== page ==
Not sure I quite understood your penultimate paragraph there, Clive. If there are more CO2 molecules in the atmosphere than IR quanta to be absorbed, i.e. the atmosphere is opaque to that waveband it is surely the opposite of saturation.
Given that the atmosphere is opaque to those bands, for the heat to be in balance we need to know how it is radiated. Presumably the excited molecules re-emit the energy at a lower frequency (longer wavelength) which can penetrate the atmosphere.
In any case, surely Janice must be right if she says that with an atmosphere totally opaque to the CO2 absorption bands it is irrelevant how much the CO2 concentration increases above the threshold necessary to absorb all the energy in those wavebands. Rather like Charles II, though, I'm not sure of the premise.
Please accept my apologies for not being completely clear, especially as I was trying to clarify matters! Another case of where knowing exactly what you mean to say makes it impossible to see how what you have written appears to others.
As Janice and yourself say transmission in the CO2 absorption bands falls to essentially zero once sufficient CO2 has been traversed. Whether its a short path at high concentrations of CO2 or a long one at low concentrations does not matter. All the IR energy in the bands will have been absorbed and maximum radiative energy transfer from the ground to the atmospheric CO2 achieved.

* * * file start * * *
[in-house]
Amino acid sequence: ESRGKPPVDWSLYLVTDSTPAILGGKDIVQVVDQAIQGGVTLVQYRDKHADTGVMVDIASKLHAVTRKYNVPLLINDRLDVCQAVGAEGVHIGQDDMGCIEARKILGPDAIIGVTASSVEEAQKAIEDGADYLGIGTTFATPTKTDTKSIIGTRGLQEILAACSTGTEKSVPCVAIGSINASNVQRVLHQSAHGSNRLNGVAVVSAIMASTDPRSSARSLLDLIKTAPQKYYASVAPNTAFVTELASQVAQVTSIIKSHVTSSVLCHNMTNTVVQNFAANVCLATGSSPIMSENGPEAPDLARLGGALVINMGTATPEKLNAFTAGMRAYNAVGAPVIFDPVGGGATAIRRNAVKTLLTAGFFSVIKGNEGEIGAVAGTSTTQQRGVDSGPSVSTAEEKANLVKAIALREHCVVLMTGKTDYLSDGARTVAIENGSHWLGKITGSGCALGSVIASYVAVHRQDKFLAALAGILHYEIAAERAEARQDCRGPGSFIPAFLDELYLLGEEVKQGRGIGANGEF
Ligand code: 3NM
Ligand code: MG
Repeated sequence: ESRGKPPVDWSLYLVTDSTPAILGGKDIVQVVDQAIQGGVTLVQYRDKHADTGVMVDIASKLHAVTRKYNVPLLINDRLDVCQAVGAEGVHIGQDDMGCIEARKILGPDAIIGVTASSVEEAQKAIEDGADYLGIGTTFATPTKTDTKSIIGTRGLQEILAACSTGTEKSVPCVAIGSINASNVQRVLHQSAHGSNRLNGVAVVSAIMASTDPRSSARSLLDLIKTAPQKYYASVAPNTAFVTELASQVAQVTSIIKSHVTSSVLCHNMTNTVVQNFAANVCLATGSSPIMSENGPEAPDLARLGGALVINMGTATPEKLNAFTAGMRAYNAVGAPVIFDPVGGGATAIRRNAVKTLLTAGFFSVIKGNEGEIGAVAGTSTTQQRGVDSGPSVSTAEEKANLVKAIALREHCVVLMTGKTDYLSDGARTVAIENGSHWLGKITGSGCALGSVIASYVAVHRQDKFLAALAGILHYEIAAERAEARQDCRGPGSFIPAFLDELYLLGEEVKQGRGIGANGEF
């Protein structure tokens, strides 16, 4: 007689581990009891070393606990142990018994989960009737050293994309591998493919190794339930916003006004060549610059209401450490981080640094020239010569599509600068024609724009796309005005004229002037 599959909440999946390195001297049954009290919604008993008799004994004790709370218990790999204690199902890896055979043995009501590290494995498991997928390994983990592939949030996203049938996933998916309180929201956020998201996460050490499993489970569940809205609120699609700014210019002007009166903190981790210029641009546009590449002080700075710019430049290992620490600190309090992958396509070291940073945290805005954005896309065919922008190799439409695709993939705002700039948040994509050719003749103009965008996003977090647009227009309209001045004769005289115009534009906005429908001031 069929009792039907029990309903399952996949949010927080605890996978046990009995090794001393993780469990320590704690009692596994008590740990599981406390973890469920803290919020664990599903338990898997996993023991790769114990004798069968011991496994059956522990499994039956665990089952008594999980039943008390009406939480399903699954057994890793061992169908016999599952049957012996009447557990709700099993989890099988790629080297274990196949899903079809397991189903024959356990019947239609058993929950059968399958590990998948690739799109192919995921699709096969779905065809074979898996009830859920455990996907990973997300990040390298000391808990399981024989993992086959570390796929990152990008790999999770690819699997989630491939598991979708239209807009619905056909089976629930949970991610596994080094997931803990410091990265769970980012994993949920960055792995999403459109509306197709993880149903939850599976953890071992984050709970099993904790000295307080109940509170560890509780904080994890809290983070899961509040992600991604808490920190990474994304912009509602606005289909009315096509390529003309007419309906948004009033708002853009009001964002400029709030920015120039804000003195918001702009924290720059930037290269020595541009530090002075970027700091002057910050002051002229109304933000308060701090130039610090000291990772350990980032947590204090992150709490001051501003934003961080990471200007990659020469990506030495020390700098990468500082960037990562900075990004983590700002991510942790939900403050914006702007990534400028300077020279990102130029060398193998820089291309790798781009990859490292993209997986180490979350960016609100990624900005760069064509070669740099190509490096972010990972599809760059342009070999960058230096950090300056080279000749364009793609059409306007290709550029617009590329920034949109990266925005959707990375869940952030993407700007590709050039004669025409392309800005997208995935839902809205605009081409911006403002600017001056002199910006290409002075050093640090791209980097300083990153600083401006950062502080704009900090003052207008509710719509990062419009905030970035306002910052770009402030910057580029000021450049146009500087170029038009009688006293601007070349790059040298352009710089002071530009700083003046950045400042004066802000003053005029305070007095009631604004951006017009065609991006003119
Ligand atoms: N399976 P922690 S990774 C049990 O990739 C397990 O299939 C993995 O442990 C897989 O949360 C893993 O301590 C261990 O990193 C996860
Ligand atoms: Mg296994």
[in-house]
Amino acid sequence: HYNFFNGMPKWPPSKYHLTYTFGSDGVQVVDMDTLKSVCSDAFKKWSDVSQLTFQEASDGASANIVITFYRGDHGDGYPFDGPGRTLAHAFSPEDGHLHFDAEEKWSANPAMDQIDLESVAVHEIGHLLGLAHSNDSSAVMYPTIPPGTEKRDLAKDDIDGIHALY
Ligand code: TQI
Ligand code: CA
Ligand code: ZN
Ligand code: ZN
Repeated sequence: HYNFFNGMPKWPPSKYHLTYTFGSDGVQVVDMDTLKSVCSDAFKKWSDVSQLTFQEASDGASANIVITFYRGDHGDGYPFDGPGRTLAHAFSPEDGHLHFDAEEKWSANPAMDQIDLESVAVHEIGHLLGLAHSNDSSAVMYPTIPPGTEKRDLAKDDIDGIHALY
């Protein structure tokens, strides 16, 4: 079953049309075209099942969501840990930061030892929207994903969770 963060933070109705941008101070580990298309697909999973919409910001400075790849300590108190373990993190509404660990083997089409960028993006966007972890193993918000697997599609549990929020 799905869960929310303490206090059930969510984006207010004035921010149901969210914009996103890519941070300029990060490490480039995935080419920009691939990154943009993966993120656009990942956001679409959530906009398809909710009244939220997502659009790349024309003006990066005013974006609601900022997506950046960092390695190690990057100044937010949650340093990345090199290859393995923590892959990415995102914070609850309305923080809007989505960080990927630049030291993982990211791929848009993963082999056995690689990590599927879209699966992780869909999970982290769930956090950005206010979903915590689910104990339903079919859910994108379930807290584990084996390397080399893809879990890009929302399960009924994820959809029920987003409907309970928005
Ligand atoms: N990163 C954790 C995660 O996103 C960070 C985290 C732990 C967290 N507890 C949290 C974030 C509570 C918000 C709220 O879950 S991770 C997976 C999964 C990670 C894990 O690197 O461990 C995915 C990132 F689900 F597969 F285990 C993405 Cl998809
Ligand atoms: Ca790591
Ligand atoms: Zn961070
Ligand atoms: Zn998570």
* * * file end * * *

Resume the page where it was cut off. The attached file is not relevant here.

However CO2, along with all the other gases in the atmosphere, can also pick up heat by the contact, conduction and convection method. Hence if the quantity of CO2 in the atmosphere changes the capacity of the atmosphere to take up heat from the ground by these mechanisms will also change and hence the absolute amounts and relative balance of radiation from ground and atmosphere will also change to maintain overall radiation equilibrium with incoming solar radiation.
Assuming increased CO2 does not displace any other components it simply adds to the quantity of gas in the atmosphere so increasing the thermal capacity and displacing the ground/sea/atmosphere temperature equilibrium.
Obviously what really happens is fearsomely complicated but, as I understand things, extra atmospheric heat capacity leads to higher surface temperatures but nowhere near that predicted by the standard global warming scenario.